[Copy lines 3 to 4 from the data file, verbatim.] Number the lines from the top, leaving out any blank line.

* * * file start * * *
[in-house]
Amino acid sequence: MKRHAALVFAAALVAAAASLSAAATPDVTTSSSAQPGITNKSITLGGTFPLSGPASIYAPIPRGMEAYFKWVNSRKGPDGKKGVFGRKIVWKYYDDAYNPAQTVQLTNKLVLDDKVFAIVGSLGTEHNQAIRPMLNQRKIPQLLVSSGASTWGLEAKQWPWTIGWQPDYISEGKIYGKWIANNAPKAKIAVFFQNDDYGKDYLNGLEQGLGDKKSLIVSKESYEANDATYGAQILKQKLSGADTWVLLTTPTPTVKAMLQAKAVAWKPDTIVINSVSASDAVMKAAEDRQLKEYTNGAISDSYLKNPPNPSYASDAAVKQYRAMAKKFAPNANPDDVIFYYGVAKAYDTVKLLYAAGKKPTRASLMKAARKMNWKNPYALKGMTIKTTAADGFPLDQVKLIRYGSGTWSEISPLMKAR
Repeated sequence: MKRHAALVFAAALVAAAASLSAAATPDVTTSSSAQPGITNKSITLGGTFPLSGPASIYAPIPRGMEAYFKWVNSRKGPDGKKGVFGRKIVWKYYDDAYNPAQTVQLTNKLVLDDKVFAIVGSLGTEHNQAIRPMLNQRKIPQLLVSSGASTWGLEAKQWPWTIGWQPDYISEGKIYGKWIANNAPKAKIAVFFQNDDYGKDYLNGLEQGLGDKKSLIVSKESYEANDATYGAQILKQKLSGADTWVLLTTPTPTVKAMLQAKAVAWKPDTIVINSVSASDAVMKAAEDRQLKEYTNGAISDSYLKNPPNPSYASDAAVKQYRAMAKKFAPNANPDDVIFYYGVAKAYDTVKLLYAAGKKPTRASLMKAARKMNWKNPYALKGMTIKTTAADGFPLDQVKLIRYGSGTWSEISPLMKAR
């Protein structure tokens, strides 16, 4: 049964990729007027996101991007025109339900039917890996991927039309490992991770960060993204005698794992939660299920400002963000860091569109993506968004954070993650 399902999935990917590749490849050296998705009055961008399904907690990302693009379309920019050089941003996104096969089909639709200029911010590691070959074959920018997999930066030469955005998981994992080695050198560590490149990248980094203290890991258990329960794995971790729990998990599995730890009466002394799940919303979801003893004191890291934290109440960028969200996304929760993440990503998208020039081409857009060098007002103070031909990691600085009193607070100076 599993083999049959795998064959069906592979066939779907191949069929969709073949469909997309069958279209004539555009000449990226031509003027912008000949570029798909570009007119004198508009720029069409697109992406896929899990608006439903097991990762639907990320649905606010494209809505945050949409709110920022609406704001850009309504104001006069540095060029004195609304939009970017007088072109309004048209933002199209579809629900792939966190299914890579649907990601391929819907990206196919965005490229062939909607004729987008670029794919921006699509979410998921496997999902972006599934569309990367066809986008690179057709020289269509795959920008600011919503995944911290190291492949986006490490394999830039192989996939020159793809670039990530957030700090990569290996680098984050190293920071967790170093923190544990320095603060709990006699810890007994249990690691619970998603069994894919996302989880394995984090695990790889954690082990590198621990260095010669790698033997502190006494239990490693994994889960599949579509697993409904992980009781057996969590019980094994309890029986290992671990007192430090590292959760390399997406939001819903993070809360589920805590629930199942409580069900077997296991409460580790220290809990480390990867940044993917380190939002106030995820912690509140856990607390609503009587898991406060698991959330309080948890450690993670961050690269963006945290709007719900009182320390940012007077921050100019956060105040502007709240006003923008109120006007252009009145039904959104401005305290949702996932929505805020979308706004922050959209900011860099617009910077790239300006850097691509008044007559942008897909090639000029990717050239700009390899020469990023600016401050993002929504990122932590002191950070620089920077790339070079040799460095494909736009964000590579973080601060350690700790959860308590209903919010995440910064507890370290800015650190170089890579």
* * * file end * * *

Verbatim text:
Repeated sequence: MKRHAALVFAAALVAAAASLSAAATPDVTTSSSAQPGITNKSITLGGTFPLSGPASIYAPIPRGMEAYFKWVNSRKGPDGKKGVFGRKIVWKYYDDAYNPAQTVQLTNKLVLDDKVFAIVGSLGTEHNQAIRPMLNQRKIPQLLVSSGASTWGLEAKQWPWTIGWQPDYISEGKIYGKWIANNAPKAKIAVFFQNDDYGKDYLNGLEQGLGDKKSLIVSKESYEANDATYGAQILKQKLSGADTWVLLTTPTPTVKAMLQAKAVAWKPDTIVINSVSASDAVMKAAEDRQLKEYTNGAISDSYLKNPPNPSYASDAAVKQYRAMAKKFAPNANPDDVIFYYGVAKAYDTVKLLYAAGKKPTRASLMKAARKMNWKNPYALKGMTIKTTAADGFPLDQVKLIRYGSGTWSEISPLMKAR
């Protein structure tokens, strides 16, 4: 049964990729007027996101991007025109339900039917890996991927039309490992991770960060993204005698794992939660299920400002963000860091569109993506968004954070993650 399902999935990917590749490849050296998705009055961008399904907690990302693009379309920019050089941003996104096969089909639709200029911010590691070959074959920018997999930066030469955005998981994992080695050198560590490149990248980094203290890991258990329960794995971790729990998990599995730890009466002394799940919303979801003893004191890291934290109440960028969200996304929760993440990503998208020039081409857009060098007002103070031909990691600085009193607070100076 599993083999049959795998064959069906592979066939779907191949069929969709073949469909997309069958279209004539555009000449990226031509003027912008000949570029798909570009007119004198508009720029069409697109992406896929899990608006439903097991990762639907990320649905606010494209809505945050949409709110920022609406704001850009309504104001006069540095060029004195609304939009970017007088072109309004048209933002199209579809629900792939966190299914890579649907990601391929819907990206196919965005490229062939909607004729987008670029794919921006699509979410998921496997999902972006599934569309990367066809986008690179057709020289269509795959920008600011919503995944911290190291492949986006490490394999830039192989996939020159793809670039990530957030700090990569290996680098984050190293920071967790170093923190544990320095603060709990006699810890007994249990690691619970998603069994894919996302989880394995984090695990790889954690082990590198621990260095010669790698033997502190006494239990490693994994889960599949579509697993409904992980009781057996969590019980094994309890029986290992671990007192430090590292959760390399997406939001819903993070809360589920805590629930199942409580069900077997296991409460580790220290809990480390990867940044993917380190939002106030995820912690509140856990607390609503009587898991406060698991959330309080948890450690993670961050690269963006945290709007719900009182320390940012007077921050100019956060105040502007709240006003923008109120006007252009009145039904959104401005305290949702996932929505805020979308706004922050959209900011860099617009910077790239300006850097691509008044007559942008897909090639000029990717050239700009390899020469990023600016401050993002929504990122932590002191950070620089920077790339070079040799460095494909736009964000590579973080601060350690700790959860308590209903919010995440910064507890370290800015650190170089890579």